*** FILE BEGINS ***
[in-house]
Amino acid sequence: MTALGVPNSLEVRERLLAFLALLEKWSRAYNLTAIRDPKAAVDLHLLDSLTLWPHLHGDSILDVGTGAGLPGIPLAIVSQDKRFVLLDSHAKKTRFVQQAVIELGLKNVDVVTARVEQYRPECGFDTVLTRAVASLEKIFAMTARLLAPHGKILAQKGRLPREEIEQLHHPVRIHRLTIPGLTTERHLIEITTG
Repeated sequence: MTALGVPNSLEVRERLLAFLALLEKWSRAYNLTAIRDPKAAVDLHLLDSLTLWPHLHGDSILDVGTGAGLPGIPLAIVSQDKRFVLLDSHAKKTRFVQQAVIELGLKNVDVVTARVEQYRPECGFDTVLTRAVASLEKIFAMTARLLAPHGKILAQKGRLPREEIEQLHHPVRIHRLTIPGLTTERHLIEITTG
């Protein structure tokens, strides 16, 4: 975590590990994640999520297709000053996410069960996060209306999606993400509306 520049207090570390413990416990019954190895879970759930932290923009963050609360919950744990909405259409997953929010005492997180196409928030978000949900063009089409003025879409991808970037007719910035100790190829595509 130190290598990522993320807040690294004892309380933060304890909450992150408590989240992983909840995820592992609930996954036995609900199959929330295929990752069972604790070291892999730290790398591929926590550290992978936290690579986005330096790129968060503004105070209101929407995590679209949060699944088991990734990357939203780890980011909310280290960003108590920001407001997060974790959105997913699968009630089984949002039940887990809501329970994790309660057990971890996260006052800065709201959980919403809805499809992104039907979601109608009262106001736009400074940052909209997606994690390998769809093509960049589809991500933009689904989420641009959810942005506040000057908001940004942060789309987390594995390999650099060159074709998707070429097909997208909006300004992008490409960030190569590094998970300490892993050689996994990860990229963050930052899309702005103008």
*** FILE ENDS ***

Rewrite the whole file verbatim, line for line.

[in-house]
Amino acid sequence: MTALGVPNSLEVRERLLAFLALLEKWSRAYNLTAIRDPKAAVDLHLLDSLTLWPHLHGDSILDVGTGAGLPGIPLAIVSQDKRFVLLDSHAKKTRFVQQAVIELGLKNVDVVTARVEQYRPECGFDTVLTRAVASLEKIFAMTARLLAPHGKILAQKGRLPREEIEQLHHPVRIHRLTIPGLTTERHLIEITTG
Repeated sequence: MTALGVPNSLEVRERLLAFLALLEKWSRAYNLTAIRDPKAAVDLHLLDSLTLWPHLHGDSILDVGTGAGLPGIPLAIVSQDKRFVLLDSHAKKTRFVQQAVIELGLKNVDVVTARVEQYRPECGFDTVLTRAVASLEKIFAMTARLLAPHGKILAQKGRLPREEIEQLHHPVRIHRLTIPGLTTERHLIEITTG
């Protein structure tokens, strides 16, 4: 975590590990994640999520297709000053996410069960996060209306999606993400509306 520049207090570390413990416990019954190895879970759930932290923009963050609360919950744990909405259409997953929010005492997180196409928030978000949900063009089409003025879409991808970037007719910035100790190829595509 130190290598990522993320807040690294004892309380933060304890909450992150408590989240992983909840995820592992609930996954036995609900199959929330295929990752069972604790070291892999730290790398591929926590550290992978936290690579986005330096790129968060503004105070209101929407995590679209949060699944088991990734990357939203780890980011909310280290960003108590920001407001997060974790959105997913699968009630089984949002039940887990809501329970994790309660057990971890996260006052800065709201959980919403809805499809992104039907979601109608009262106001736009400074940052909209997606994690390998769809093509960049589809991500933009689904989420641009959810942005506040000057908001940004942060789309987390594995390999650099060159074709998707070429097909997208909006300004992008490409960030190569590094998970300490892993050689996994990860990229963050930052899309702005103008």